Oil futures rose Monday, kicking off October on a positive note as traders focused on expectations for a further tightening of supply.
West Texas Intermediate crude for November delivery
rose 81 cents, or 0.9%, to $91.60 a barrel on the New York Mercantile Exchange.
December Brent crude
the global benchmark, was up 91 cents, or 1%, at $93.11 a barrel on ICE Futures Europe.
gained 1% to $2.424 a gallon, while November heating oil
was up 0.9% at $3.33 a gallon.
Natural gas for November delivery
dropped 0.9% to $2.904 per million British thermal units.
WTI and Brent jumped by more than 25% in the third quarter, with the U.S. benchmark last week hitting its highest close in nearly 13 months. Brent last week traded at its highest since November.
Traders this week will be paying attention to a meeting of the OPEC+ Joing Ministerial Monitoring Committee, or JMMC, on Wednesday. The panel is made up of oil ministers from members of the Organization of the Petroleum Exporting Countries and its Russia-led allies and has the authority to call for a full OPEC+ meeting if it decides one is needed.
“The market will be eager to see if there are any signs of a change in the group’s output policy, given the recent strength in the market. We do not believe that the group will change its output policy,” Warren Patterson and Ewa Manthey, commodity analysts at ING, said in a note.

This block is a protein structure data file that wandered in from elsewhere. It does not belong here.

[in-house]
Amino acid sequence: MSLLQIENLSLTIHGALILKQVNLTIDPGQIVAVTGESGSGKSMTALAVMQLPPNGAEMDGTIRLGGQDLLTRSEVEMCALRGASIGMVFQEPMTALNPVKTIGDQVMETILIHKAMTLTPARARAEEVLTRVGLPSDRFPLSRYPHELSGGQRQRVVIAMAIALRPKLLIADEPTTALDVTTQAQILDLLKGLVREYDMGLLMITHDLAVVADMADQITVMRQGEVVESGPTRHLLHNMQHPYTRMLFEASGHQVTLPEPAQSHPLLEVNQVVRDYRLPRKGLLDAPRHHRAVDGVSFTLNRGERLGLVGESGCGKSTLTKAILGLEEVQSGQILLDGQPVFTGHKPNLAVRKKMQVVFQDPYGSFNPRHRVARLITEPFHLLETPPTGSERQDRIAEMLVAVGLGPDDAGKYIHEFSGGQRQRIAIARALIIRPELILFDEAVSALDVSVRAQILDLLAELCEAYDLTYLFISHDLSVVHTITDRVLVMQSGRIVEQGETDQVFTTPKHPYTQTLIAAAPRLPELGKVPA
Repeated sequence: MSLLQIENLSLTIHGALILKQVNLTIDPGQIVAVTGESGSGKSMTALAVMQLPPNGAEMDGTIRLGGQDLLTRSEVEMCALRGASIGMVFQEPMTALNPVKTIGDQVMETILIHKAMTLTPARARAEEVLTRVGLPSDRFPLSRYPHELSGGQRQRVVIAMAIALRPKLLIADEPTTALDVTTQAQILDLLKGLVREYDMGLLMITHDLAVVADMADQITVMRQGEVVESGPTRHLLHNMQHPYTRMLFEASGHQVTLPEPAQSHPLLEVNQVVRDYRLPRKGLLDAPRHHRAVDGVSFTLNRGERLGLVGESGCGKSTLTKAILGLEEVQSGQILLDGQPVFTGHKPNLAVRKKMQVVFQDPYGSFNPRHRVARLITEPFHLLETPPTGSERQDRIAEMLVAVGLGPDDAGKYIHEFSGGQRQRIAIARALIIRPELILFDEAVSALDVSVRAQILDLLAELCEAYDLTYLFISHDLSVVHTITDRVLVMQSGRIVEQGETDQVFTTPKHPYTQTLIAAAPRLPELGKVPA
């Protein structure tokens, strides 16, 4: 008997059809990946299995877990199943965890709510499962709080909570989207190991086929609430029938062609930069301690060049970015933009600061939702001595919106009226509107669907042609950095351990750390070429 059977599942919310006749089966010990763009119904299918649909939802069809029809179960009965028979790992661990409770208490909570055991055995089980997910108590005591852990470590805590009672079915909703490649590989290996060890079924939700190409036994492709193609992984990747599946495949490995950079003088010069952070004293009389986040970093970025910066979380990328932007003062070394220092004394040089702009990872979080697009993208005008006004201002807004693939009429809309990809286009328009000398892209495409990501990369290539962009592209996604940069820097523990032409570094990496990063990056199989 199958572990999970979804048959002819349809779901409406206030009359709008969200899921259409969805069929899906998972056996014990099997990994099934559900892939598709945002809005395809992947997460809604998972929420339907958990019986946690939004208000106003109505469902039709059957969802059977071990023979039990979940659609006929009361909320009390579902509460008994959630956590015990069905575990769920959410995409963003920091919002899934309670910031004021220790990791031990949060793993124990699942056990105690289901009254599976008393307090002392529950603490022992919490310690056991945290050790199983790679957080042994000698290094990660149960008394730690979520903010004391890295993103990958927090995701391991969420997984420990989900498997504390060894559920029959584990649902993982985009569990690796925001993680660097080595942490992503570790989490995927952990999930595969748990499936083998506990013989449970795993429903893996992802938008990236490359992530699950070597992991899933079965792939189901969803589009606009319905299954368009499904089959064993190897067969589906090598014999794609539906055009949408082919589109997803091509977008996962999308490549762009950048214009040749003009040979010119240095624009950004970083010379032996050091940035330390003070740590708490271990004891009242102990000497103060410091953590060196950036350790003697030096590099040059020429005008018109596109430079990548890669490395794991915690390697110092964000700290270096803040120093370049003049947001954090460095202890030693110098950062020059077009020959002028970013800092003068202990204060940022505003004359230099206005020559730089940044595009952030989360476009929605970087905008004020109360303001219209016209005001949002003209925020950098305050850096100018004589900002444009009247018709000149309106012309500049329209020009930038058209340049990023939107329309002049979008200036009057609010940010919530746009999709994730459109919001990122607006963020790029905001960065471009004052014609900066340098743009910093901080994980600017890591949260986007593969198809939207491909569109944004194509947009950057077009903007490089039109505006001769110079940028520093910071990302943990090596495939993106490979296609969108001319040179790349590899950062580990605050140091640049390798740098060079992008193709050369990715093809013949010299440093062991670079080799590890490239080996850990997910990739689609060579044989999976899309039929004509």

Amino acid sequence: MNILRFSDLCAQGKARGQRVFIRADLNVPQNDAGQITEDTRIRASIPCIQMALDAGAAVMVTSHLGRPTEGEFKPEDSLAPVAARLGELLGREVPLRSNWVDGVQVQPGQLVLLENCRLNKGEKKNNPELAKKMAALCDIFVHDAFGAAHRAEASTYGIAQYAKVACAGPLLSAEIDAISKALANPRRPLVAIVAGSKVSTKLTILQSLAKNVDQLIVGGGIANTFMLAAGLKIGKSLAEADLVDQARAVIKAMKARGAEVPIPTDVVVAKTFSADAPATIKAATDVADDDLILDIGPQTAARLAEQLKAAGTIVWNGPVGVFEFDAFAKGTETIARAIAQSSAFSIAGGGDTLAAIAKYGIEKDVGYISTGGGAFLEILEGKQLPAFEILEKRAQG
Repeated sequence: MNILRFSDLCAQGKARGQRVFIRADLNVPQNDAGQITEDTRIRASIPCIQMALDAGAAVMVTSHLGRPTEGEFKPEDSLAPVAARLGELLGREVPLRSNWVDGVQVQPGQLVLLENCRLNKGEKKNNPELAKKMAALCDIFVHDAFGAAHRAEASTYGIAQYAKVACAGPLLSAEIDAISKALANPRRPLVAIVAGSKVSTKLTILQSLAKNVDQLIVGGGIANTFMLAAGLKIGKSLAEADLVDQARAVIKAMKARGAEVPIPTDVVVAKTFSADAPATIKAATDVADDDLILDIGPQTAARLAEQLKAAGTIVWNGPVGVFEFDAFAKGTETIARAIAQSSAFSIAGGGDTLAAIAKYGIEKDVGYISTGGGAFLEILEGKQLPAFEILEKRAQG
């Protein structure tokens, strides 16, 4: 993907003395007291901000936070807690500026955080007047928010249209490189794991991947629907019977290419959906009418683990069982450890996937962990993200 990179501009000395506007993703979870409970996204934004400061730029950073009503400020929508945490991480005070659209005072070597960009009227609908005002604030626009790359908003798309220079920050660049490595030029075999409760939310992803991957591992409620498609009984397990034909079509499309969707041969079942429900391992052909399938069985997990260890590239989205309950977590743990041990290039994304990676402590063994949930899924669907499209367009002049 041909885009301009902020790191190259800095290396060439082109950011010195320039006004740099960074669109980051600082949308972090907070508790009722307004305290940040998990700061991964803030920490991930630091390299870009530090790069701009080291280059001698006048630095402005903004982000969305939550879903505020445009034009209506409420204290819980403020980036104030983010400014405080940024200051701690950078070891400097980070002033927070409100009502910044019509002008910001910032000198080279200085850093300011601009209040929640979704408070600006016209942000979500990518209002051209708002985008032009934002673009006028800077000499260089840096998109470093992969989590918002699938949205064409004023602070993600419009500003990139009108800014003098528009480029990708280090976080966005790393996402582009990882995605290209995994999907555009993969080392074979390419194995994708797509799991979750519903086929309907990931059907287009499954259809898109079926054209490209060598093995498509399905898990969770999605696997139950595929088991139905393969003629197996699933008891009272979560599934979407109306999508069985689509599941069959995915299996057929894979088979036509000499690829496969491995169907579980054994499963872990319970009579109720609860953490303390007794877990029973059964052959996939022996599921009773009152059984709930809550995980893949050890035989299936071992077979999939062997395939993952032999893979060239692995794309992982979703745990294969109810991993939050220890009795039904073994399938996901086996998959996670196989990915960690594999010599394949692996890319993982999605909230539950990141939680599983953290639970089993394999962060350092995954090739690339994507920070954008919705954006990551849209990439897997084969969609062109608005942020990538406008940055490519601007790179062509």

Crude has rallied over the past four months, with tightening supplies taking center stage. Analysts have cited Saudi Arabia’s June decision to implement a voluntary production cut of 1 million barrels a day beginning in July — a reduction that was recently extended through the end of the year — as the primary driver for the rally.
The ING analysts held out the possibility, however, that Saudi Arabia could signal it’s ready to ease its additional cut after China’s official purchasing managers index reading for September indicated the first expansion in manufacturing activity in six months. They noted Saudi Arabia has cited uncertainty over China’s demand outlook as a factor in its decision to cut production.
The data “will provide some confidence with China’s manufacturing PMI returning to expansion territory in September for the first time since March, whilst the nonmanufacturing PMI remained in expansion territory over the month,” they wrote.